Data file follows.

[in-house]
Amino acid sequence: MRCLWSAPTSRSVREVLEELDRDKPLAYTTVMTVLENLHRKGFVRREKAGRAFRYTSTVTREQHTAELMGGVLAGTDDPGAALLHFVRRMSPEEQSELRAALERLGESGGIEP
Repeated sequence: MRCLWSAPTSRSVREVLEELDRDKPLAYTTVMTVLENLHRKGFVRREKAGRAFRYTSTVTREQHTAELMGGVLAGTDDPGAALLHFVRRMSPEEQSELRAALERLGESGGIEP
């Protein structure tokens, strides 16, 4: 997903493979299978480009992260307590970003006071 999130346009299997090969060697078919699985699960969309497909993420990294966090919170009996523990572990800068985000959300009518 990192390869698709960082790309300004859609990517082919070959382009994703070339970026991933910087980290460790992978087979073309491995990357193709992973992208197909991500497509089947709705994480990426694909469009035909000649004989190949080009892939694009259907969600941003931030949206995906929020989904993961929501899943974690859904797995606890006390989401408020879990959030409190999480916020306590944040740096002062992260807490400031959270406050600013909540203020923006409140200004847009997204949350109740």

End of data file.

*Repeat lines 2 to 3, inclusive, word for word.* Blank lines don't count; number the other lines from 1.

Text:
Amino acid sequence: MRCLWSAPTSRSVREVLEELDRDKPLAYTTVMTVLENLHRKGFVRREKAGRAFRYTSTVTREQHTAELMGGVLAGTDDPGAALLHFVRRMSPEEQSELRAALERLGESGGIEP
Repeated sequence: MRCLWSAPTSRSVREVLEELDRDKPLAYTTVMTVLENLHRKGFVRREKAGRAFRYTSTVTREQHTAELMGGVLAGTDDPGAALLHFVRRMSPEEQSELRAALERLGESGGIEP